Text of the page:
Epidemics and Governance

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Vows made in a storm are generally forgotten in calm. This is so true to say as the relationship between autumn and leafy roads are. In India, the current situation is that we are on the verge of autumn, half past spring, the most beautiful season of the year. It is the time of new harvest, new trees, new weddings, and a whole new year in governance. And hence, generally, the offices remain open till late night, companies push their working hours like anything, farmers continue in their farms till late evenings, and everyone more or less does extra work to meet the targets and be in balance for the next year. But amongst all these, somewhere nature has been disturbed, and the self-discipline of humans has become the cause. And the situation today is that we, in India, are living the first day of ‘Complete Lockdown.’ Yes, the reason is historic COVID-19.

Indian Prime Minister has developed a brand of addressing the nation at 08:00 PM. And the kind of announcements he has made so far in the speeches at 08:00 PM has been the most serious in recent Indian history. Thus, the moment the Hon’ble PM says that he is going to address the nation at 08:00 PM, people take stock of their ration, the medicine kits, water supply, vehicle fuel and complete their dinner before the address starts! On March 24th, a complete nationwide lockdown was announced by PM Modi to break the chain of spread for the novel CoronaVirus. Almost all states were already in curfew. Hence, people had limited options to take stock of necessary commodities before, but as the announcement of the lockdown was made, people ran to their nearest groceries. No social distancing at all, and the evident collection of a huge number of people. A clear lapse of the whole governance protocols. So the point is, to contain an epidemic, we inevitably need our governance system in place.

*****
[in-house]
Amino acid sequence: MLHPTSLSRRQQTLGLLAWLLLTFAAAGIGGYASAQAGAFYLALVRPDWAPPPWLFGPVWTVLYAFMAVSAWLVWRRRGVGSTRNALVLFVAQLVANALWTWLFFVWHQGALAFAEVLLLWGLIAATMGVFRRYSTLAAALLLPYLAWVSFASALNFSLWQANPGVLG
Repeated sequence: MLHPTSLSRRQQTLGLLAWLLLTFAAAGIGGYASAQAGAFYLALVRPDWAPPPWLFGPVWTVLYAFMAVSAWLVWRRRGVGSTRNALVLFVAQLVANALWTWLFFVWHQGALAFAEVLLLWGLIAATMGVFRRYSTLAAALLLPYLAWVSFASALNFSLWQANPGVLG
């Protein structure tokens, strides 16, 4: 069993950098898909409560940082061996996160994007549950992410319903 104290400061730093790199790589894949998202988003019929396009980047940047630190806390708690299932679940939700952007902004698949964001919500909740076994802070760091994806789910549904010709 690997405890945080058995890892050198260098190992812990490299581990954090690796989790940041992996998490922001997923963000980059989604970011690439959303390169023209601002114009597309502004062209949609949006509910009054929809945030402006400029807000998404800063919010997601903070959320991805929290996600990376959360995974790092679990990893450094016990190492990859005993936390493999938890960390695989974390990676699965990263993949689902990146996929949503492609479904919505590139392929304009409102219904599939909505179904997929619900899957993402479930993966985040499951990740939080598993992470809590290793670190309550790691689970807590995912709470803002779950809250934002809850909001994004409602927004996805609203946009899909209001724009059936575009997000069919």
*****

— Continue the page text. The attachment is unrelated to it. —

Our bureaucrats of the Ministry of Health and Family Welfare said that “To break the chain of Corona, we want to control the movement of the people.” Fair, the government has the right to do that; but in India, is there any possibility to turn this wish of increased level of governance into reality without creating any haphazard? The repeated ‘address the nation’ by the most popular leaders of the nation delivering the same message says that “No, In India, with the contemporary level of strength at the bottom of the pyramid of governance, it is not possible.” Hence, police are made to do canning.